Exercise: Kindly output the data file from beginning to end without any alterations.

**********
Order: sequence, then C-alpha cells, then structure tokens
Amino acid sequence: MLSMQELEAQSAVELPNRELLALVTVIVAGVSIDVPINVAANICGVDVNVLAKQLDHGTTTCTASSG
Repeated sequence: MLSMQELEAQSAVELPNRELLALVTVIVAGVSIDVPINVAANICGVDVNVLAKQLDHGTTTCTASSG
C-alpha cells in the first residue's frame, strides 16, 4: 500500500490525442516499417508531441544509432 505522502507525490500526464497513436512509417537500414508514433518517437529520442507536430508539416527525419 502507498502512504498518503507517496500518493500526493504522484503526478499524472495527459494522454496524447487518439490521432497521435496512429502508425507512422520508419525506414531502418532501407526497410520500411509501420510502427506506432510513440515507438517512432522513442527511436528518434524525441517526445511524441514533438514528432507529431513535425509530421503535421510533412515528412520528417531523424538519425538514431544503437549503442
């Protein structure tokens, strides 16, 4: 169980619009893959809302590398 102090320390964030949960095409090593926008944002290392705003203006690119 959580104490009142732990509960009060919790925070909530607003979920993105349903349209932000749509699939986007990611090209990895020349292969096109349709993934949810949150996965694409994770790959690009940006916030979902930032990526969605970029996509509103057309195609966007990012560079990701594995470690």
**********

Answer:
Order: sequence, then C-alpha cells, then structure tokens
Amino acid sequence: MLSMQELEAQSAVELPNRELLALVTVIVAGVSIDVPINVAANICGVDVNVLAKQLDHGTTTCTASSG
Repeated sequence: MLSMQELEAQSAVELPNRELLALVTVIVAGVSIDVPINVAANICGVDVNVLAKQLDHGTTTCTASSG
C-alpha cells in the first residue's frame, strides 16, 4: 500500500490525442516499417508531441544509432 505522502507525490500526464497513436512509417537500414508514433518517437529520442507536430508539416527525419 502507498502512504498518503507517496500518493500526493504522484503526478499524472495527459494522454496524447487518439490521432497521435496512429502508425507512422520508419525506414531502418532501407526497410520500411509501420510502427506506432510513440515507438517512432522513442527511436528518434524525441517526445511524441514533438514528432507529431513535425509530421503535421510533412515528412520528417531523424538519425538514431544503437549503442
């Protein structure tokens, strides 16, 4: 169980619009893959809302590398 102090320390964030949960095409090593926008944002290392705003203006690119 959580104490009142732990509960009060919790925070909530607003979920993105349903349209932000749509699939986007990611090209990895020349292969096109349709993934949810949150996965694409994770790959690009940006916030979902930032990526969605970029996509509103057309195609966007990012560079990701594995470690």